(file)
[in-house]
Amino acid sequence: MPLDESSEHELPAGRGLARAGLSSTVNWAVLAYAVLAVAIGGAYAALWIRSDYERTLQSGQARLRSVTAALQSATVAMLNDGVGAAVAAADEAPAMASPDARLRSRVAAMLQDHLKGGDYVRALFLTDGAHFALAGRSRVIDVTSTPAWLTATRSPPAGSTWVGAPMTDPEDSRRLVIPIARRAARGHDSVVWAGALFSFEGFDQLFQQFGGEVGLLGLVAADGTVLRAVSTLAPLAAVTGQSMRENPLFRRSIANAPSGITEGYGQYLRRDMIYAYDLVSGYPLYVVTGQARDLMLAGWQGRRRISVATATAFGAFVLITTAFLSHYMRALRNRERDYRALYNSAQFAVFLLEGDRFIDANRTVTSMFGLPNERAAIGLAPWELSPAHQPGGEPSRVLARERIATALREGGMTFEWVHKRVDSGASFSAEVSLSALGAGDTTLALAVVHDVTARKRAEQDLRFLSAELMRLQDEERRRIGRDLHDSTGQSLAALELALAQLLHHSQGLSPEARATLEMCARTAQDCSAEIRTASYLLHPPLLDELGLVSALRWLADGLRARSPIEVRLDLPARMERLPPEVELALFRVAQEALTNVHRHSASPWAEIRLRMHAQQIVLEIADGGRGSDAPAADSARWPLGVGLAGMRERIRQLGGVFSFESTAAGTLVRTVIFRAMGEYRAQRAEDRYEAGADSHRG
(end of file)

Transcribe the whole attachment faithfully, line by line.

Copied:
[in-house]
Amino acid sequence: MPLDESSEHELPAGRGLARAGLSSTVNWAVLAYAVLAVAIGGAYAALWIRSDYERTLQSGQARLRSVTAALQSATVAMLNDGVGAAVAAADEAPAMASPDARLRSRVAAMLQDHLKGGDYVRALFLTDGAHFALAGRSRVIDVTSTPAWLTATRSPPAGSTWVGAPMTDPEDSRRLVIPIARRAARGHDSVVWAGALFSFEGFDQLFQQFGGEVGLLGLVAADGTVLRAVSTLAPLAAVTGQSMRENPLFRRSIANAPSGITEGYGQYLRRDMIYAYDLVSGYPLYVVTGQARDLMLAGWQGRRRISVATATAFGAFVLITTAFLSHYMRALRNRERDYRALYNSAQFAVFLLEGDRFIDANRTVTSMFGLPNERAAIGLAPWELSPAHQPGGEPSRVLARERIATALREGGMTFEWVHKRVDSGASFSAEVSLSALGAGDTTLALAVVHDVTARKRAEQDLRFLSAELMRLQDEERRRIGRDLHDSTGQSLAALELALAQLLHHSQGLSPEARATLEMCARTAQDCSAEIRTASYLLHPPLLDELGLVSALRWLADGLRARSPIEVRLDLPARMERLPPEVELALFRVAQEALTNVHRHSASPWAEIRLRMHAQQIVLEIADGGRGSDAPAADSARWPLGVGLAGMRERIRQLGGVFSFESTAAGTLVRTVIFRAMGEYRAQRAEDRYEAGADSHRG